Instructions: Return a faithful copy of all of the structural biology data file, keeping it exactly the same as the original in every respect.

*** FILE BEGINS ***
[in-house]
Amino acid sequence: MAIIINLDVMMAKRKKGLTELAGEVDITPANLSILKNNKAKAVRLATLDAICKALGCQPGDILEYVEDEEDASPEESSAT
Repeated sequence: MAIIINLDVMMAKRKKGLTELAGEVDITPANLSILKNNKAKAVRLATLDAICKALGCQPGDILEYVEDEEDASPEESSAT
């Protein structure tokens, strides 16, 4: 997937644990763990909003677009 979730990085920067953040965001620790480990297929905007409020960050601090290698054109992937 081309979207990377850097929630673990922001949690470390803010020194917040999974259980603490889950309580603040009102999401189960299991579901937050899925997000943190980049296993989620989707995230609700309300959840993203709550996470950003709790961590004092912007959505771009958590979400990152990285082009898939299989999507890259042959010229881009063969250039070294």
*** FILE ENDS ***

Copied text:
[in-house]
Amino acid sequence: MAIIINLDVMMAKRKKGLTELAGEVDITPANLSILKNNKAKAVRLATLDAICKALGCQPGDILEYVEDEEDASPEESSAT
Repeated sequence: MAIIINLDVMMAKRKKGLTELAGEVDITPANLSILKNNKAKAVRLATLDAICKALGCQPGDILEYVEDEEDASPEESSAT
């Protein structure tokens, strides 16, 4: 997937644990763990909003677009 979730990085920067953040965001620790480990297929905007409020960050601090290698054109992937 081309979207990377850097929630673990922001949690470390803010020194917040999974259980603490889950309580603040009102999401189960299991579901937050899925997000943190980049296993989620989707995230609700309300959840993203709550996470950003709790961590004092912007959505771009958590979400990152990285082009898939299989999507890259042959010229881009063969250039070294």